After I completed the registration process, I was then directed to a waiting line for the area where tests are handled. This area is divided into a public and non-public half, with a series of sectioned-off booths on the public-facing side of the division, in which one self-adminsters the test procedure.
I was directed to a booth when one became available. These booths have a mirror on one wall, with a poster detailing how to administer the test. The wall facing the non-public section of the space has a window and a little hole for items to be passed to and from the non-public space. When I arrived at the booth, there was a member of staff on the opposite side to talk me through the test procedure.
First, I gave the remaining three bar code stickers to the member of staff, and was then directed to remove my face covering, blow my nose, and sanitise my hands. The testing process involves swabbing the tonsils and nose, so I was told to use the mirror to get a look at my tonsils beforehand (I don't know how this works for people who have had their tonsils removed). I used my phone's torch to help with this, which is apparently what a lot of people do. I was then provided with a swab, with which to poke at my mouth and nose.
Swabbing the tonsils will definitely trigger your gag reflex, if you have one — at one of my two tests, that was explicitly stated to me as how I would know that I was poking the right bit of my mouth. The swab also musn't touch other parts of the mouth like the tongue or teeth, otherwise you have to start over. I had a slight coordination failure when I took my second test, and the swab brushed past my lips, so I had to get a fresh one and start again.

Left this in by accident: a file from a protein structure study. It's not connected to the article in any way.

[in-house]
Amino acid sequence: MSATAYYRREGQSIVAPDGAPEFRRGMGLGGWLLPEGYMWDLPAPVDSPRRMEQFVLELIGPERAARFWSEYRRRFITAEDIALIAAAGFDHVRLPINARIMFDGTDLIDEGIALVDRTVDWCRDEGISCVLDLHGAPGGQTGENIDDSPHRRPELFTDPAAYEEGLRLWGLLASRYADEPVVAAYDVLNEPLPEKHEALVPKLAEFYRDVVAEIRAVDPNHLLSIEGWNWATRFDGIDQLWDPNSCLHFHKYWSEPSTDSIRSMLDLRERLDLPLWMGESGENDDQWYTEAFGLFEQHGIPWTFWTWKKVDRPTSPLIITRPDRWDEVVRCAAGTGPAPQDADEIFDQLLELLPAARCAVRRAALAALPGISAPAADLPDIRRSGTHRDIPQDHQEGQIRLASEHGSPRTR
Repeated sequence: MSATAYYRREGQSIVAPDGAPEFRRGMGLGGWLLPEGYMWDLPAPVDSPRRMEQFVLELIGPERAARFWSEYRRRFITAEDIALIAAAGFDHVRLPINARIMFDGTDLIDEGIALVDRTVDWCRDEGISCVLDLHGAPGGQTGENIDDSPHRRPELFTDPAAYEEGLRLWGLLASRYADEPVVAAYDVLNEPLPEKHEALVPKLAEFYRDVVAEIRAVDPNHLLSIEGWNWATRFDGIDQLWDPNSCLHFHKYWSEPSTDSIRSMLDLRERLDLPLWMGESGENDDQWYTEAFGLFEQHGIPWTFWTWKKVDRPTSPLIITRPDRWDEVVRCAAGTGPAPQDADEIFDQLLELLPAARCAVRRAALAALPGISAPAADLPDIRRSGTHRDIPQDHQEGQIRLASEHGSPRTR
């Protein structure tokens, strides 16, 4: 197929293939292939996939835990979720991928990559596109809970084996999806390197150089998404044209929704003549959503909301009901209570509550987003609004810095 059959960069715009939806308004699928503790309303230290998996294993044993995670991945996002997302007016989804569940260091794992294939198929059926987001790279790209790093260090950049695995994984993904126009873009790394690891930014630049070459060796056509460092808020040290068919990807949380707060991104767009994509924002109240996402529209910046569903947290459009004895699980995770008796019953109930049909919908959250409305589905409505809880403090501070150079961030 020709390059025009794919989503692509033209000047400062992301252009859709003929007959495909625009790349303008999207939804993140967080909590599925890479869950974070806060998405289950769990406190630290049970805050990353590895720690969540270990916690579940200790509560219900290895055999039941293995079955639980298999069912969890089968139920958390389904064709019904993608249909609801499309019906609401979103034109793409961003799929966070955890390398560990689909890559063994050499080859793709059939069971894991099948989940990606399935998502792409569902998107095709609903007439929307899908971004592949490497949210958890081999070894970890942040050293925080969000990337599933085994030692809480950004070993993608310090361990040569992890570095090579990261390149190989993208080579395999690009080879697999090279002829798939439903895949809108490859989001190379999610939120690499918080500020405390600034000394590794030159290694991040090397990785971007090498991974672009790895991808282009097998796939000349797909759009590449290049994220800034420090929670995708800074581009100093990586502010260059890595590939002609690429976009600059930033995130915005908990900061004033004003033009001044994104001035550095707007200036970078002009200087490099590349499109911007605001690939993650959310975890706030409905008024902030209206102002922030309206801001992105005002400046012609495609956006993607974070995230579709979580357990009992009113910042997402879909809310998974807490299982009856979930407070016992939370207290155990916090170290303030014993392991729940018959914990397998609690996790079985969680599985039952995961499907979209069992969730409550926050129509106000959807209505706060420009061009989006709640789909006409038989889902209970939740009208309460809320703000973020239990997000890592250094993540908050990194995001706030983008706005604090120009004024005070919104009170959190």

I'd also been having intermittent nosebleeds last week (thankfully only on one side), so I also made sure to swab the nostril which hadn't been bleeding.
After that, I deposited the swab into a test tube offered by the supervising member of staff, masked up, and then sanitised my hands again on the way out.
As advertised, I received an SMS about an hour after I was at the test centre, confirming the results of my tests, which were thankfully negative. I also received emails (when my phone's mail client decided to get its act together), with the same information.